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Monday, 19 September 2022 14:16

Whodunits all the way down – ‘See How They Run’

Written by Allen Adams

It’s hard to make a good movie about the theatre.

You would think that it would be relatively easy, considering the considerable overlap between the two worlds. It’s all about people coming together to tell a story, right? And yet, films that revolve around the theatrical world rarely seem to fully click. Sure, making the stage-to-screen transition with a script is a long-honored and successful tradition, but successful movies set in the theatre? Those come along much more rarely.

But rarely is not never.

Take “See How They Run,” the new film from Tom George. Written by Mark Chappell, it’s a screwball deconstruction of the time-tested murder mystery genre, bringing together layers and metalayers to mine laughs from one of the theatre’s most beloved traditions – the whodunit.

Packed with winks and nods to those of a theatrical persuasion, “See How They Run” offers a shaggy combination of affection for and skewering of the conventions of the theatre. All of it refracted through a foundational lens of the Grand Dame of mystery herself, Agatha Christie. It’s a murder mystery within a murder mystery within a murder mystery – whodunits all the way down.

Monday, 19 September 2022 13:16

‘Do Revenge’ a smart, satiric dark comedy

Written by Allen Adams

I’ve long been a proponent of films set in high schools. I’m a sucker for coming-of-age stories, so there is that, but I’ve also found that there’s a lot of malleability inherent to high school movies. They can exist on their own merits, yes, but they can also serve as wonderful palettes upon which to explore other genres, tropes and ideas.

Think of it as the “X, but in high school” categorization.

The new Netflix film “Do Revenge,” directed by Jennifer Kaytin Robinson from a script she co-wrote with Celeste Ballard, is a great example of this kind of movie. It’s almost a pastiche of its influences, pulling from classic dark teen comedy and elevated cinematic and genre fare alike. Imagine “Strangers on a Train” getting the same sort of treatment that “Cruel Intentions” gave “Dangerous Liaisons” – it’s kind of like that.

This story of wronged teenagers joining forces to exact revenge on those who wronged them is a blackly comic joy, bringing together standard teen fare with a shadowy sense of humor. The combination isn’t always a perfect fit, but thanks to some sharp writing and a pair of strong lead performances, it works far more often than it doesn’t. It’s tough to make a movie that feels both like a throwback and of its moment, but “Do Revenge” manages the feat.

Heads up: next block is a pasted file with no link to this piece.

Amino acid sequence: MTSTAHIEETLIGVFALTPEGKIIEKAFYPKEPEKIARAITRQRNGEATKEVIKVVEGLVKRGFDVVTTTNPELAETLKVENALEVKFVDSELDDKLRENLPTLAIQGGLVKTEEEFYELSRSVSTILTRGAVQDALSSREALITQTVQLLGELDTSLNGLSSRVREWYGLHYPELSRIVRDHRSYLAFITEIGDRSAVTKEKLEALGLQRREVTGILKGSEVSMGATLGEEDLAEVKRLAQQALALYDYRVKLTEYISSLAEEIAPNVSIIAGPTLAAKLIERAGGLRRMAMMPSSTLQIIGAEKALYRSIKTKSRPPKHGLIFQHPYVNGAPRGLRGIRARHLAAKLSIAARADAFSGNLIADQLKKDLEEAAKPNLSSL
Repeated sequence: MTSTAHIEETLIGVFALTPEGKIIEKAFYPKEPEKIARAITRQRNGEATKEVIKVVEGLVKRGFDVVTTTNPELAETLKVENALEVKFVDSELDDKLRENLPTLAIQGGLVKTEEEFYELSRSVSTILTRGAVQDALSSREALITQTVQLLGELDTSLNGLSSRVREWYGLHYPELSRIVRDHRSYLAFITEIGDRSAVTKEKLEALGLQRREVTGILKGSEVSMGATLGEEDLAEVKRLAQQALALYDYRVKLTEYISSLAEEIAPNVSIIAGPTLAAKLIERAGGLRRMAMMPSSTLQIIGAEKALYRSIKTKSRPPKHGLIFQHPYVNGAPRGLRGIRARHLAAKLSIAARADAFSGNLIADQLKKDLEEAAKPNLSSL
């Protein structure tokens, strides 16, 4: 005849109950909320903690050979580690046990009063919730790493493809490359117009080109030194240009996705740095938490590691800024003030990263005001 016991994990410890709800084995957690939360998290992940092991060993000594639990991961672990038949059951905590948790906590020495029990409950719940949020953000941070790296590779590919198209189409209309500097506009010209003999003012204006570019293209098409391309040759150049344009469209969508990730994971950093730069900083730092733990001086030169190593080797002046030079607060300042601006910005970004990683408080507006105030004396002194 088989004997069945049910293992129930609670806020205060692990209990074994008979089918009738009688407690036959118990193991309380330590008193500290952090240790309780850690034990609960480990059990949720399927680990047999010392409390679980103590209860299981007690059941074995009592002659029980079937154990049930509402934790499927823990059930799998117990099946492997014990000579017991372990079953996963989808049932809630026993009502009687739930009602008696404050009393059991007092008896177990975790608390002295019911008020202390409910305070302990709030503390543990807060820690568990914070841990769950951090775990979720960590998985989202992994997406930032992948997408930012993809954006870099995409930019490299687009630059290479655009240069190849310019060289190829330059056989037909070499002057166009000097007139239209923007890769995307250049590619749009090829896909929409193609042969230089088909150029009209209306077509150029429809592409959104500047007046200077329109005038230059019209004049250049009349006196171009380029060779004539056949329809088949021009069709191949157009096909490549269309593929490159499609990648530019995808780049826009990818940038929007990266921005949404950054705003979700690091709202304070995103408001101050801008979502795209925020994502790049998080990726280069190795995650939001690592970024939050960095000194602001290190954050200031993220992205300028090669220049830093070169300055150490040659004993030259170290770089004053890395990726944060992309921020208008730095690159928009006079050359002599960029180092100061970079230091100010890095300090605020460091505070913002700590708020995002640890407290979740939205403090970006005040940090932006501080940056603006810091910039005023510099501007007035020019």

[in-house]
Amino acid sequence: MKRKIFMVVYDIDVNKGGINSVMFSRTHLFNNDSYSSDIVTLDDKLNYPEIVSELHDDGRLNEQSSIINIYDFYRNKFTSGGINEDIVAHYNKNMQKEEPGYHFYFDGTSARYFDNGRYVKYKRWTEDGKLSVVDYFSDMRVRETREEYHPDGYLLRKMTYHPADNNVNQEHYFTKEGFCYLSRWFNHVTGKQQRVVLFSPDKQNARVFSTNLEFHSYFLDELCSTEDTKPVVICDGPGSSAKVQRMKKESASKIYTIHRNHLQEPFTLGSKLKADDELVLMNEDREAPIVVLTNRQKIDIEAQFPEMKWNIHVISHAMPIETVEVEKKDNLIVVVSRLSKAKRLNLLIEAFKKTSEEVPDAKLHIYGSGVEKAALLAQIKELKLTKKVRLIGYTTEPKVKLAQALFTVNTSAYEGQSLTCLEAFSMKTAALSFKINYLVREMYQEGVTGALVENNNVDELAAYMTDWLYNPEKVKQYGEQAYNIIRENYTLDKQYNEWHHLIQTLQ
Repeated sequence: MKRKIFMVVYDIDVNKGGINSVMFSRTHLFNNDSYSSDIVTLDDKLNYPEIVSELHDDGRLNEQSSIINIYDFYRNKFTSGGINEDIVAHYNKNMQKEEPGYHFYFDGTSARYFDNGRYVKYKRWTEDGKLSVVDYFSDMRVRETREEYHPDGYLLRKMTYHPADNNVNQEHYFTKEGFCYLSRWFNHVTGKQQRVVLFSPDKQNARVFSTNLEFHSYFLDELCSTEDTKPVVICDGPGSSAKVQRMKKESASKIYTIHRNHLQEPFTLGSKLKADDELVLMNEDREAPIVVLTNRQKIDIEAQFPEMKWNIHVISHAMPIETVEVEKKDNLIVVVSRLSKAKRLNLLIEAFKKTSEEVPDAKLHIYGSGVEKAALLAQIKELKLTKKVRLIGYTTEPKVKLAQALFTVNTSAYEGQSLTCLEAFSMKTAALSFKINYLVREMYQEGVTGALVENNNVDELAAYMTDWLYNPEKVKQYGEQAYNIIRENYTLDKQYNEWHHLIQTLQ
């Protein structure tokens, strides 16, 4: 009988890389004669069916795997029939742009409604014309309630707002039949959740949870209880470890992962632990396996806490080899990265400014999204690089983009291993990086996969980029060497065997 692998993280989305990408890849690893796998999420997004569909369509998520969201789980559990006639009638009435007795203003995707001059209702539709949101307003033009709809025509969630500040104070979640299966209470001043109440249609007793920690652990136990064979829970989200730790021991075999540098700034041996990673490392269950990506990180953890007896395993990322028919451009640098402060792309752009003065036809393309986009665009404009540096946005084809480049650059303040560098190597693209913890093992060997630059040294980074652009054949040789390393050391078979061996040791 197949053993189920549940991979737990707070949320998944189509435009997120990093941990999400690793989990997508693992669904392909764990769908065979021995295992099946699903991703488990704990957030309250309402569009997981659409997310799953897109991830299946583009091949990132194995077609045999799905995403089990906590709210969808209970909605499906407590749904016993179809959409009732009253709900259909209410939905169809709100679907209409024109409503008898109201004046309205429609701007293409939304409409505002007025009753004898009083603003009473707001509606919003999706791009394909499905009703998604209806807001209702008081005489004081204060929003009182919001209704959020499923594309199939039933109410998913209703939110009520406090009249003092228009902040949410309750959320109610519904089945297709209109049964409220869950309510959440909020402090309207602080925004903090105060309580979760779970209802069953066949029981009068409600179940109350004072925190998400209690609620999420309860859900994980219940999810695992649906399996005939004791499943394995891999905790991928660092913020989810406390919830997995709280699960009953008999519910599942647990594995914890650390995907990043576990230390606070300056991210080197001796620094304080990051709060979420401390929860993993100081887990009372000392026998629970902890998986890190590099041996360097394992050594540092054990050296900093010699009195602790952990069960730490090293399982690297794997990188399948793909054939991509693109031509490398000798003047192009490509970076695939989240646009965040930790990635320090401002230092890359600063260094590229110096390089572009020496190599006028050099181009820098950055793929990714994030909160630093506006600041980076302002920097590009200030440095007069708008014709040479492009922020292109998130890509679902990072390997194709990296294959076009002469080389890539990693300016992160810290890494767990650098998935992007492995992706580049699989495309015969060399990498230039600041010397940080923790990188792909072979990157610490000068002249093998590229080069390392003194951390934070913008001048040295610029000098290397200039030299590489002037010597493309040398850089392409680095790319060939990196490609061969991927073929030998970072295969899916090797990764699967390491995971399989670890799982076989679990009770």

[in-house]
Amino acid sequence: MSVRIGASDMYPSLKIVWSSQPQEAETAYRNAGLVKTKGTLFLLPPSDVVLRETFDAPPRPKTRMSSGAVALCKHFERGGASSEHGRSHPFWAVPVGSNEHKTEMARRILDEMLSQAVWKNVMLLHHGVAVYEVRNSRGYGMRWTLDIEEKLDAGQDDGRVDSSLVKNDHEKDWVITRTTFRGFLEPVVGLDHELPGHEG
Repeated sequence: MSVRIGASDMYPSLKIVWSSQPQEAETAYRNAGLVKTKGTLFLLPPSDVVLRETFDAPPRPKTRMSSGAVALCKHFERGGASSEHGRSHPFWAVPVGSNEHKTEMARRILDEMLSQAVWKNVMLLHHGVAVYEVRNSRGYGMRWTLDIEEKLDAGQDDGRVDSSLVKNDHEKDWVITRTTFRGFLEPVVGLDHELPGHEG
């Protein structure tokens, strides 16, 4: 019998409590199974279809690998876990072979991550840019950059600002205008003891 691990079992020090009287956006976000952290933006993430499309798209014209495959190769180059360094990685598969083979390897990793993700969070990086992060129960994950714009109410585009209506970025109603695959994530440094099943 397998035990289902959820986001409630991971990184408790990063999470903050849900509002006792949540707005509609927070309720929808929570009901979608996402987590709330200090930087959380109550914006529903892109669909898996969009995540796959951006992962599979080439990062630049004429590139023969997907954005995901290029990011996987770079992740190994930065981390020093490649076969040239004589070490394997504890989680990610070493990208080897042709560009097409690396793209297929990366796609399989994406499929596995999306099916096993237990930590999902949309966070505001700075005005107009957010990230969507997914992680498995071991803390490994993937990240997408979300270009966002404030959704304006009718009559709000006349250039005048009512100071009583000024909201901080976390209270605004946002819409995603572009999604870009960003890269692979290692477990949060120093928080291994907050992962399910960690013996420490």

Among the odder developments of the last decade or so of big-budget moviemaking is the Disney trend of making live-action versions of their beloved animated classics. The powers that be at Big Mouse saw the opportunity to commodify nostalgia to an even greater extent than they already had, resulting in a spate of films that turned cartoons into the third dimension (though in some respects, “live-action” is a bit of a misnomer – there’s still LOADS of computer animation at work in these films).

Of course, the ongoing success of these films – not always critically, but definitely commercially – meant that we would keep seeing largely unnecessary remakes being trotted out to be eagerly consumed by those looking for new ways to engage with old memories.

Which brings us to “Pinocchio,” the latest effort to reengage with a beloved classic. This one – directed by Robert Zemeckis, who also co-wrote the adapted screenplay alongside Chris Weitz – offers audiences a new look at the beloved tale of a marionette granted sentience and his quest to figure out how to become a real boy, with plenty of adventures along the way.

Unfortunately, this film suffers from the same big issue that many of its live-action remake brethren do – it simply feels unneeded. That isn’t to say that it’s terrible – it’s generally inoffensive, with a few interesting moments. It’s just that it’s hard to feel that strongly about a film that we have, in essence, seen before.

Monday, 12 September 2022 13:30

‘End of the Road’ a bumpy ride

Written by Allen Adams

Every so often, a movie comes along that answers a question that you didn’t even know you wanted to ask. Many times, that movie arrives courtesy of Netflix, because with the sheer volume of content they push out, there’s more than a little “infinite monkeys/infinite typewriters” energy there.

For example, take “End of the Road,” the new thriller from the streamer. Directed by Millicent Shelton from a script by Christopher J. Moore and David Loughery and starring Queen Latifah, it’s ostensibly an action thriller that follows a road-tripping family as they get pulled into a murderous web of criminals and ill-gotten cash. I say “ostensibly” because, while that is certainly technically correct, the film manages to raise one of those unanticipated questions.

To wit: just how many over-the-top tropes clichés can one film family endure before we move from the realm of the thriller into the theater of the absurd? The answer? Significantly fewer than get thrown at Queen Latifah and company in these 90 minutes of escalating nonsense.

Monday, 29 August 2022 14:18

A not-so-good ‘Samaritan’

Written by Allen Adams

Superheroes continue to rule the cinematic roost. Whether we’re talking about the megablockbusters put forth by the Big Two or smaller fare, capes have become a constant.

Of course, when you’re talking about this sort of sheer volume of production, the level of quality is going to vary significantly. Sure, there’s a pretty high floor when it comes to stuff like the MCU and DCEU (although perhaps not as high as it once was), but still – even a superhero homer like myself has to acknowledge that some of these offerings are … not great.

The latest in that line of not-great super fare is “Samaritan,” currently available for streaming on Amazon Prime Video. It’s an odd bit of IP maneuvering, actually – the story began as a spec script, but actually became a graphic novel in 2014 before the film was ultimately made. Unfortunately, that might be the most unique aspect of the entire experience, considering the tossed-off and generally derivative nature of the final film product.